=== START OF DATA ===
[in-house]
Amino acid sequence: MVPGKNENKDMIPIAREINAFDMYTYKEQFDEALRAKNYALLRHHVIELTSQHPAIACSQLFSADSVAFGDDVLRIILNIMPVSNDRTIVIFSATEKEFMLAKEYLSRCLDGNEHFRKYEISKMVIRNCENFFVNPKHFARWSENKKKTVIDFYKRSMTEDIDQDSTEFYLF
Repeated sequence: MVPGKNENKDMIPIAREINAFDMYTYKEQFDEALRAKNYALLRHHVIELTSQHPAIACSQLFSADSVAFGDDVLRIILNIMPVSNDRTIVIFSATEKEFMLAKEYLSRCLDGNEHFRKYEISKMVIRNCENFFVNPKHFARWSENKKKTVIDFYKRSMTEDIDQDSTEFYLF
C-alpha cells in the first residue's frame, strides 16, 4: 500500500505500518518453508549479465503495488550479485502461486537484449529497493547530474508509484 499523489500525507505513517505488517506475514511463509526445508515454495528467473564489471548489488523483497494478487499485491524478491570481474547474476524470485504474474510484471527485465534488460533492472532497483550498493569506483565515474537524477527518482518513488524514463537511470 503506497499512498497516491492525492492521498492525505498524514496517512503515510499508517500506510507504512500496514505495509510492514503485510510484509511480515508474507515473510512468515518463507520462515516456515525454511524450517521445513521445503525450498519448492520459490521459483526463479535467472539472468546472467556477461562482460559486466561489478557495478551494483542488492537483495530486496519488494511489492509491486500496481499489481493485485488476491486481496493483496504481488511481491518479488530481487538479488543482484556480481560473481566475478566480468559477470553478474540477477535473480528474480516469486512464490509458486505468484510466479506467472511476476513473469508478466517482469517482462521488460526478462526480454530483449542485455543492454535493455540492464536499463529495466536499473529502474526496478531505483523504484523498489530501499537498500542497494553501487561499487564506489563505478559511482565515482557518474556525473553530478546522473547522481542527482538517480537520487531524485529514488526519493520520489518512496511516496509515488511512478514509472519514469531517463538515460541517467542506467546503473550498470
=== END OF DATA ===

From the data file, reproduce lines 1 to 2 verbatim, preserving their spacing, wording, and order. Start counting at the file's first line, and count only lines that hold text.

[in-house]
Amino acid sequence: MVPGKNENKDMIPIAREINAFDMYTYKEQFDEALRAKNYALLRHHVIELTSQHPAIACSQLFSADSVAFGDDVLRIILNIMPVSNDRTIVIFSATEKEFMLAKEYLSRCLDGNEHFRKYEISKMVIRNCENFFVNPKHFARWSENKKKTVIDFYKRSMTEDIDQDSTEFYLF